Tuesday, April 29, 2008

Slattery makes it Official

Jim Slattery has four stops in Kansas today: Topeka, Overland Park, Kansas City, and Wichita. At each, his speech begins, "My name is Jim Slattery and I am running for the United States Senate."

Slattery's reason for candidacy:

  • The future of our economy is unstable and uncertain.
  • Our reliance on foreign oil has created a national security crisis -- and a budget crisis for Kansas families.
  • And our nation is engaged in a tragic and costly war.

The bulk of Slattery's words focused his statement, "We can do better. We must do better." Unlike many politicians, only three simple promises were made:

  • I will be an independent voice for Kansas in the U.S. Senate
  • I will always put the people of Kansas ahead of any political party.
  • And, I will use every ounce of God-given energy and strength to address the problems facing our country.

Slattery contests incumbent Pat Roberts, a career politician who chaired the Senate Intelligence Committee and is responsible for U.S. military involvement in Iraq.

Support Veterans' Education Benefits Today

Today, over one hundred Iraq and Afghanistan war veterans will converge on Capitol Hill in a call for immediate legislative action to pass the "Post-9/11 Veterans Educational Assistance Act," a bill that will expand the educational benefits for the men and women who serve in our military receive. Please join them virtually by signing a petition supporting the bill and take action online to help it pass

Dear YD,

As both a student and a veteran, I know first hand how important veterans' benefits, especially educational benefits, are to our service men and women coming home from overseas.
Educational support not only keeps our military strong, it also helps our nation fulfill the promise we make to always stand by every man and woman who puts on the uniform in service to our nation.

Unfortunately, the way we currently dispense educational benefits to veterans is based on a law designed for peace-time service - a law that insufficiently handles all the veterans currently serving in wartime - and does not provide adequate support to those who are lucky enough to receive it.

Please join me in supporting a new bill being offered by Congressman Harry Mitchell (D-AZ) and Senator Jim Webb (D-VA) to modernize the way our country provides educational assistance to our veterans: "The Post-9/11 Veterans Educational Assistance Act."
The education of our nation's veterans is a cost of war.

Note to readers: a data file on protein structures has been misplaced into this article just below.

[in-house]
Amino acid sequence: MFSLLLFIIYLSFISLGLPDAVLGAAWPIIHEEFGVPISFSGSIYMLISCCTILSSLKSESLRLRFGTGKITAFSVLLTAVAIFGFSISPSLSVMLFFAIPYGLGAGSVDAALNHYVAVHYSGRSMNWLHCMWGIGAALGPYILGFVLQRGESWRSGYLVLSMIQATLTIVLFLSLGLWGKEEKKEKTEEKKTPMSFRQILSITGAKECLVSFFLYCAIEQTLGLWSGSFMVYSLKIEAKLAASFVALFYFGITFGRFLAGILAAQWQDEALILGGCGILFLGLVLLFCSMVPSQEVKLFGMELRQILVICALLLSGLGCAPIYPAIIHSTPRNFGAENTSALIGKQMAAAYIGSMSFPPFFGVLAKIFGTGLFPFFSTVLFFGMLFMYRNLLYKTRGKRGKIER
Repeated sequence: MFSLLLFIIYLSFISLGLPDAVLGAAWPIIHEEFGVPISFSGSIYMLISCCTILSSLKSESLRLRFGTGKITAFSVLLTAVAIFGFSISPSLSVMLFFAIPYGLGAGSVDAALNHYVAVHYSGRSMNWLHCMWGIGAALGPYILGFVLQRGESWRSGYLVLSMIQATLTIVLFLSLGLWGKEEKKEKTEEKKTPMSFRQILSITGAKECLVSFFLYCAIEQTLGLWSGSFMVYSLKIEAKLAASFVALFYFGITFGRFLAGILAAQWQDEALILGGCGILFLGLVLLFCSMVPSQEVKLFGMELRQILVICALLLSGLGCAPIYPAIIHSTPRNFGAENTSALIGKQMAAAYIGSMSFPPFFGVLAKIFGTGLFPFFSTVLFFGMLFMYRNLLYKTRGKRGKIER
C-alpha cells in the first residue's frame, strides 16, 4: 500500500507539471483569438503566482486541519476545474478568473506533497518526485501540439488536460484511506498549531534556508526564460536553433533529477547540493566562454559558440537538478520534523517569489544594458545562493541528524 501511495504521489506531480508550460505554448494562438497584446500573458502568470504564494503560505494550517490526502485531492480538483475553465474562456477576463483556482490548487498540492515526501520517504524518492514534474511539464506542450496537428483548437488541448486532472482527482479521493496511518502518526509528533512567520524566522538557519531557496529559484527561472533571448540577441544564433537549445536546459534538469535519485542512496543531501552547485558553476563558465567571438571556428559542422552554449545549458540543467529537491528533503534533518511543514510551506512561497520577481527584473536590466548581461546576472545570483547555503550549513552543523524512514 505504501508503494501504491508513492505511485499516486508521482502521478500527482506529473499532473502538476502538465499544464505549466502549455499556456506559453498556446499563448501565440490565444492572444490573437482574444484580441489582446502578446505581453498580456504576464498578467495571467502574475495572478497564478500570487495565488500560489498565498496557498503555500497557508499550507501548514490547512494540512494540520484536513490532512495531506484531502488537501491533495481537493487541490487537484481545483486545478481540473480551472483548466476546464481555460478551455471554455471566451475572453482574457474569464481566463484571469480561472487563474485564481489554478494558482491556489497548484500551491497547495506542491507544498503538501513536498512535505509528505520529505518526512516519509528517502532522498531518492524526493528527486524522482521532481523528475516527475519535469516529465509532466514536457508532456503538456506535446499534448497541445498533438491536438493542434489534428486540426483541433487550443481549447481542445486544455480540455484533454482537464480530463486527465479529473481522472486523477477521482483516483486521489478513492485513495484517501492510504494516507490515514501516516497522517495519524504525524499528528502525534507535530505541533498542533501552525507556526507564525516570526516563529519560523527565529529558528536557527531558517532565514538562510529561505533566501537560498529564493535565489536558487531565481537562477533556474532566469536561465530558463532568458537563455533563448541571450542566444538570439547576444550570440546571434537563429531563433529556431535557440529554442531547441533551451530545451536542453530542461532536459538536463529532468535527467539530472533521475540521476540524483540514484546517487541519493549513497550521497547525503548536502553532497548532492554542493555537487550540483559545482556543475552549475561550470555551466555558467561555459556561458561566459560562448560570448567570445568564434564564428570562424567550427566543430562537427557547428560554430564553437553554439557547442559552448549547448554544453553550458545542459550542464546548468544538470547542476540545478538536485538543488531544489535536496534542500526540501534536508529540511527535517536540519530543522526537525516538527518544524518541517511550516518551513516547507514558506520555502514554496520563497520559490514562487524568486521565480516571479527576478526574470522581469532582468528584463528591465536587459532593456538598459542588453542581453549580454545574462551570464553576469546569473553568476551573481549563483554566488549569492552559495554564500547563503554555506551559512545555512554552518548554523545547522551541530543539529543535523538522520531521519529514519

Sign the petition today to support a 21st Century GI Bill.

After World War II our nation began offering educational assistance to millions of returning veterans, helping their transition to private life through the "G.I. Bill." Returning veterans received assistance paying for their books, fees, tuition, training costs and other important expenses. This educational investment helped educate a generation of heroes, but that wasn't all it did. The WWII G.I. Bill sparked tremendous economic growth and expansion, provided opportunities to millions who otherwise may have not been afforded them, and strengthened our families, our communities, and our nation.

For less than the cost of fighting in Iraq for one week, this legislation significantly expands educational benefits to our veterans and has the potential to strengthen our economy when it is in desperate need of help.

The 21st Century GI Bill will:

  • Make benefits available to all members of the military who have served on active duty since 9/11/2001, including activated reservists and National Guard.
  • Provide benefits for tuition, housing, and books for up to 36 months of education for Iraq and Afghanistan veterans.
  • Link amount of benefits to amount of time served on active duty.
  • Increase amount of time after leaving active duty to collect educational assistance to fifteen years compared to ten.
  • Allows additional payments for tutorial assistance as well as licensure and certification tests.
  • Create a new program in which the government will agree to match, dollar for dollar, any voluntary additional contributions to veterans from institutions whose tuition is more expensive than the maximum assistance provided.

It is time that we start keeping the promises we give the men and women in uniform. Please support this legislation in any way you can.

Thank you for your support,

Cole Hickman

Chair, Young Democrats of America Veteran's & Military Affairs Caucus
President, Young Democrats of Arizona

Sign the petition today to support a 21st Century GI Bill.

Saturday, April 26, 2008

Community Corps

I'm liveblogging from a 3rd district meeting at JCCC about the community corps program. It's a great program to help us reach out to swing voters in our neighborhoods. Lindsay Gentry, Field Organizer for the 3rd district is presenting. The foundation of the program is that each volunteer contacts 25 voters in their neighborhood to talk to them about the upcoming election. 

A little election math: